Still plenty of other Wentworthians I came across remained rusted on Liberals. One called Phelps “that dreadful woman” and another told me what we really needed was more coal-fired power plants. I stopped discussing politics unless someone else brought it up .
In the final week before the by-election when I heard that Phelps’ posters had been removed for a third time, I decided to volunteer. I don’t like bullies and the Liberals were getting skittish: proposing the movement of the Israeli embassy to Jerusalem, voting it was OK to be white, throwing money at Bronte and North Bondi surf club -- but not at the crumbling Tamarama which has the Labor candidate Tim Murray as President.
Phelps however stayed the course and even when a crazy email was released claiming she had HIV and was quitting the campaign, she maintained grace under pressure.
READ MORE: Embassy 'Move' Not About Wentworth: Sharma
I knew Phelps could shake things up, but with a Liberal margin of 17.7 percent, I didn’t think she could win. The Liberal Party obviously knew differently.
We were flooded with anti-Phelps leaflets in the mail box, my social feeds and browser were interrupted with Liberal ads everywhere from YouTube pre-rolls to ads on the Australian Financial Review. I received automated phone calls from Julie Bishop, John Howard and texts and calls from the candidate Dave Sharma -- including an interactive town hall where I could ask questions.
Even when the Liberal party stated publicly that the by-election was 50:50 in the last few days of campaigning, I thought it was posturing.
READ MORE: Wentworth And The Simmering Mood For Change
Phelps though was winning over voters:
“I am 58 years old, and I have voted Liberal my whole life, I am angry about the instability in the Liberal party,” one voter who met Phelps told me. “
But I was also so impressed with Phelps’ approach to understanding local and national issues when I met her. When she talks about refugees or climate change -- she is not just saying it because she wants to win votes. She really wants to make a change and I would be proud to have her representing us in Wentworth.”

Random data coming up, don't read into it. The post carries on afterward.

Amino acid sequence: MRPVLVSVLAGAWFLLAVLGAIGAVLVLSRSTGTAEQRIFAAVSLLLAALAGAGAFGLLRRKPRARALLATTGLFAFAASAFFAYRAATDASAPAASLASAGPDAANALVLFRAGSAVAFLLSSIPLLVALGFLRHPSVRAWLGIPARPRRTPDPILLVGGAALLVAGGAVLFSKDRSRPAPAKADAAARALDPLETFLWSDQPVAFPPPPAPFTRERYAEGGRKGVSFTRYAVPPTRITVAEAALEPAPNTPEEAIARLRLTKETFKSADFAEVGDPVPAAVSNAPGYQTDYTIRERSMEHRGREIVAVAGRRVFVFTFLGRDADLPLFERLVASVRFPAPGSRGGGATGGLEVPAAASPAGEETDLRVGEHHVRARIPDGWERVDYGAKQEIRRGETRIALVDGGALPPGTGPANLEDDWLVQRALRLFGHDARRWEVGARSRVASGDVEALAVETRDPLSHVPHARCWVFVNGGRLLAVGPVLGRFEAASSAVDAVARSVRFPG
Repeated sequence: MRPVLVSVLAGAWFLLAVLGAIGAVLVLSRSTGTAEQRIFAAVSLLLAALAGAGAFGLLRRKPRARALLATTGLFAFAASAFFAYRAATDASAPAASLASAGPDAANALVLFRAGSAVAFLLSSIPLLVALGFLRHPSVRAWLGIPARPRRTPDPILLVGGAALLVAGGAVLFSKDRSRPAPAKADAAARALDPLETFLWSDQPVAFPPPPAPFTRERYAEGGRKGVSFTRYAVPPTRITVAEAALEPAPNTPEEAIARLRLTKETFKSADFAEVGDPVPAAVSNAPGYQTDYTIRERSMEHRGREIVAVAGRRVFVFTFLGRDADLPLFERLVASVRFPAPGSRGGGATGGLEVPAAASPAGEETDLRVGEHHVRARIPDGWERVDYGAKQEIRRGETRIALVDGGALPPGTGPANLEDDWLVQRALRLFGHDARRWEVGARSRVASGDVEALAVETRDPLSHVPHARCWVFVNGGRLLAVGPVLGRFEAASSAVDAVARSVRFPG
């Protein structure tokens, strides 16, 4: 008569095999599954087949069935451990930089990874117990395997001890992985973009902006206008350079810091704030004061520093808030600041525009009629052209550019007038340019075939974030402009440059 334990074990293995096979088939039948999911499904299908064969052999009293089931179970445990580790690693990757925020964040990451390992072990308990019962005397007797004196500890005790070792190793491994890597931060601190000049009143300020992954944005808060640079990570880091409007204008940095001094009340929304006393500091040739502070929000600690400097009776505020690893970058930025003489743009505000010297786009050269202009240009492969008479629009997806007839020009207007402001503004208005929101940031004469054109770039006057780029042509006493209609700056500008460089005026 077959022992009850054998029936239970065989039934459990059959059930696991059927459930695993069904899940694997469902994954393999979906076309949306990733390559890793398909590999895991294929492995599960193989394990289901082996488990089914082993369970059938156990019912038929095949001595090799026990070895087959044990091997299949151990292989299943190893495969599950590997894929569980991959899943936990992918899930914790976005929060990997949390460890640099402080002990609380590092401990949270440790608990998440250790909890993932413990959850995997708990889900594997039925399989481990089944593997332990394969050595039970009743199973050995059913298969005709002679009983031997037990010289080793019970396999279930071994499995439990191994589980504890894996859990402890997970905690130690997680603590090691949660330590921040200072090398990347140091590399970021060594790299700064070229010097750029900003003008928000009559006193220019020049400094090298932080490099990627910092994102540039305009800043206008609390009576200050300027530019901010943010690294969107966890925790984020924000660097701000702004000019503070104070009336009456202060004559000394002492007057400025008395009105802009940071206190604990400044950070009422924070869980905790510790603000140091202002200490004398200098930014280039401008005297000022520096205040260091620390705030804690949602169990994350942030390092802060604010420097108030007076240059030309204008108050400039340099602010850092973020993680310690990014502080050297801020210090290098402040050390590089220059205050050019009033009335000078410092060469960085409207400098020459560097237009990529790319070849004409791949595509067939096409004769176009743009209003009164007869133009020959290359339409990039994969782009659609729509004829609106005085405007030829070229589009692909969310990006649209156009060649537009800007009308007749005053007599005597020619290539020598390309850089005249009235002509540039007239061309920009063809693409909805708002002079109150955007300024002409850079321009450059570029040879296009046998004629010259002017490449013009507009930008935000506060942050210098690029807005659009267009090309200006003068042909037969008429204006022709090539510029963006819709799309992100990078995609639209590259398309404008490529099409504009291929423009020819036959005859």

When Phelps visited us at the Watsons Bay booth on Saturday afternoon, posing with Malcolm’s cut- out and the enormous attack posters telling voters not to “risk it” with Phelps, it still seemed a stretch to me that she could win.
Throughout the day, we had voters refusing Phelps’ how to vote cards, muttering that she was a “Labor stooge” or that she was “just a Liberal”.
But there were also those who took on the Liberal campaigners: “You need to get your act together,” one older man shouted angrily. Others told the Liberal campaigners that no climate change policy meant they had lost their vote.
Phelps claimed victory on Saturday and now she has to wait for the final count. It is looking likely she will make history and the swing in our little Watsons Bay booth was significant at last count.
Meanwhile, I have possession of the Malcolm cut-out, I promised to keep it for Colin from Collaroy who was so impressed with Dr Phelps, he cycled over to Watsons Bay to volunteer.
Maybe he wants to use it when Tony Abbott contests Warringah come May’s general election?